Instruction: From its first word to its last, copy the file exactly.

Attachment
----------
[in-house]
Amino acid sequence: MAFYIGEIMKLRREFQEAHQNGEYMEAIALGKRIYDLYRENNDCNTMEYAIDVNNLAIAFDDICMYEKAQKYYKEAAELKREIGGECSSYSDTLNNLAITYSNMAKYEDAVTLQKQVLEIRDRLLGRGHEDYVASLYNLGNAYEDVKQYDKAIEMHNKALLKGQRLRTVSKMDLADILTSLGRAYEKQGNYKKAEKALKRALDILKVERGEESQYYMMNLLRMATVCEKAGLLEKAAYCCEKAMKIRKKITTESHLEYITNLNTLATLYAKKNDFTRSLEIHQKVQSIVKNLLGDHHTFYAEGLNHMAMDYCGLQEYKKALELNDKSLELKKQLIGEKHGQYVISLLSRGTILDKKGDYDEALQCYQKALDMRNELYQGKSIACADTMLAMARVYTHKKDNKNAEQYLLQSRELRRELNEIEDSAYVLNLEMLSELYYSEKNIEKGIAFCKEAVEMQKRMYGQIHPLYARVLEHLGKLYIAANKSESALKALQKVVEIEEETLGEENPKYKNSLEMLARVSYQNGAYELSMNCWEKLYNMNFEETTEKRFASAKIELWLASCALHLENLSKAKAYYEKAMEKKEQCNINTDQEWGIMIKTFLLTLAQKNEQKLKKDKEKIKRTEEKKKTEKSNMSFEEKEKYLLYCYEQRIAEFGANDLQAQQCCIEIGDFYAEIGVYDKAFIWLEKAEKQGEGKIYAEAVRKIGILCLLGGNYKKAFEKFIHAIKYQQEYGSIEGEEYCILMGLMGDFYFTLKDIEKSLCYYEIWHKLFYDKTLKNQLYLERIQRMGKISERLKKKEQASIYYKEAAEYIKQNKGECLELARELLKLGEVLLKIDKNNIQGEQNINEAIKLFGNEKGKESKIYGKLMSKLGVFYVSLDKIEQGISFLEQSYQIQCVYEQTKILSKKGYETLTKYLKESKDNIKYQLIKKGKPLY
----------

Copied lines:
[in-house]
Amino acid sequence: MAFYIGEIMKLRREFQEAHQNGEYMEAIALGKRIYDLYRENNDCNTMEYAIDVNNLAIAFDDICMYEKAQKYYKEAAELKREIGGECSSYSDTLNNLAITYSNMAKYEDAVTLQKQVLEIRDRLLGRGHEDYVASLYNLGNAYEDVKQYDKAIEMHNKALLKGQRLRTVSKMDLADILTSLGRAYEKQGNYKKAEKALKRALDILKVERGEESQYYMMNLLRMATVCEKAGLLEKAAYCCEKAMKIRKKITTESHLEYITNLNTLATLYAKKNDFTRSLEIHQKVQSIVKNLLGDHHTFYAEGLNHMAMDYCGLQEYKKALELNDKSLELKKQLIGEKHGQYVISLLSRGTILDKKGDYDEALQCYQKALDMRNELYQGKSIACADTMLAMARVYTHKKDNKNAEQYLLQSRELRRELNEIEDSAYVLNLEMLSELYYSEKNIEKGIAFCKEAVEMQKRMYGQIHPLYARVLEHLGKLYIAANKSESALKALQKVVEIEEETLGEENPKYKNSLEMLARVSYQNGAYELSMNCWEKLYNMNFEETTEKRFASAKIELWLASCALHLENLSKAKAYYEKAMEKKEQCNINTDQEWGIMIKTFLLTLAQKNEQKLKKDKEKIKRTEEKKKTEKSNMSFEEKEKYLLYCYEQRIAEFGANDLQAQQCCIEIGDFYAEIGVYDKAFIWLEKAEKQGEGKIYAEAVRKIGILCLLGGNYKKAFEKFIHAIKYQQEYGSIEGEEYCILMGLMGDFYFTLKDIEKSLCYYEIWHKLFYDKTLKNQLYLERIQRMGKISERLKKKEQASIYYKEAAEYIKQNKGECLELARELLKLGEVLLKIDKNNIQGEQNINEAIKLFGNEKGKESKIYGKLMSKLGVFYVSLDKIEQGISFLEQSYQIQCVYEQTKILSKKGYETLTKYLKESKDNIKYQLIKKGKPLY